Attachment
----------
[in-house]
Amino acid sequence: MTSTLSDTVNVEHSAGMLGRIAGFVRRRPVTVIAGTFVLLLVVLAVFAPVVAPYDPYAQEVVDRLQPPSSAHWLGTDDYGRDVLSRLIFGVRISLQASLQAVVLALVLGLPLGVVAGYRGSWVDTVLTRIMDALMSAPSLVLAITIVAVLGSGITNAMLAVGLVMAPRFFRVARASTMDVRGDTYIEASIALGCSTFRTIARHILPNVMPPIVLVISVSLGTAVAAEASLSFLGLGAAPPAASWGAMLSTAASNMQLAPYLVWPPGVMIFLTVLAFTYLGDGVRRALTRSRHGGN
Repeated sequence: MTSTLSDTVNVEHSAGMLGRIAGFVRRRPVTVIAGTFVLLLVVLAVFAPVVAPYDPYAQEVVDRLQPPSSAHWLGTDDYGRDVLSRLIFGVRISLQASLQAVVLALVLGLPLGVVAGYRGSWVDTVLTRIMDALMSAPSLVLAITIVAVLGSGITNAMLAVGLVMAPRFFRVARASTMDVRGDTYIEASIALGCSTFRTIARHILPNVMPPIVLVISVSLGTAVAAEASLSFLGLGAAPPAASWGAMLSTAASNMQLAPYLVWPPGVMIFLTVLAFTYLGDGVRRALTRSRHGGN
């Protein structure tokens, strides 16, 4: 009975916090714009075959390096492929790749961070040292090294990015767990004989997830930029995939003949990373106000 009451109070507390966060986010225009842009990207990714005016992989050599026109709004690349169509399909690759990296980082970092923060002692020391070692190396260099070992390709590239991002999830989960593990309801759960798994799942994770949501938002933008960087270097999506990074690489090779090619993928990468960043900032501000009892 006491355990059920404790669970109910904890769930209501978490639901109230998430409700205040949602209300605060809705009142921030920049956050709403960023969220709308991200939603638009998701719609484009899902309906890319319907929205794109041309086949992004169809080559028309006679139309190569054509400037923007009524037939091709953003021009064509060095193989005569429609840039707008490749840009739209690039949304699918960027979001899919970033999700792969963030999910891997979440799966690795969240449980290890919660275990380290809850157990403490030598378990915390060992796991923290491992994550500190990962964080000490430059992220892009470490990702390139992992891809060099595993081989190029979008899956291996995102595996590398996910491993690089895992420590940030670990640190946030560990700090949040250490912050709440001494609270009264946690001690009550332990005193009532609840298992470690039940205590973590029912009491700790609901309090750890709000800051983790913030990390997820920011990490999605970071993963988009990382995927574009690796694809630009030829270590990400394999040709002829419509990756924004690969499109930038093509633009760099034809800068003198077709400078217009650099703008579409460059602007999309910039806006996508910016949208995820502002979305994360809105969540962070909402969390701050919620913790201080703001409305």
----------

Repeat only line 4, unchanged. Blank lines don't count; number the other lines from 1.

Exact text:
């Protein structure tokens, strides 16, 4: 009975916090714009075959390096492929790749961070040292090294990015767990004989997830930029995939003949990373106000 009451109070507390966060986010225009842009990207990714005016992989050599026109709004690349169509399909690759990296980082970092923060002692020391070692190396260099070992390709590239991002999830989960593990309801759960798994799942994770949501938002933008960087270097999506990074690489090779090619993928990468960043900032501000009892 006491355990059920404790669970109910904890769930209501978490639901109230998430409700205040949602209300605060809705009142921030920049956050709403960023969220709308991200939603638009998701719609484009899902309906890319319907929205794109041309086949992004169809080559028309006679139309190569054509400037923007009524037939091709953003021009064509060095193989005569429609840039707008490749840009739209690039949304699918960027979001899919970033999700792969963030999910891997979440799966690795969240449980290890919660275990380290809850157990403490030598378990915390060992796991923290491992994550500190990962964080000490430059992220892009470490990702390139992992891809060099595993081989190029979008899956291996995102595996590398996910491993690089895992420590940030670990640190946030560990700090949040250490912050709440001494609270009264946690001690009550332990005193009532609840298992470690039940205590973590029912009491700790609901309090750890709000800051983790913030990390997820920011990490999605970071993963988009990382995927574009690796694809630009030829270590990400394999040709002829419509990756924004690969499109930038093509633009760099034809800068003198077709400078217009650099703008579409460059602007999309910039806006996508910016949208995820502002979305994360809105969540962070909402969390701050919620913790201080703001409305």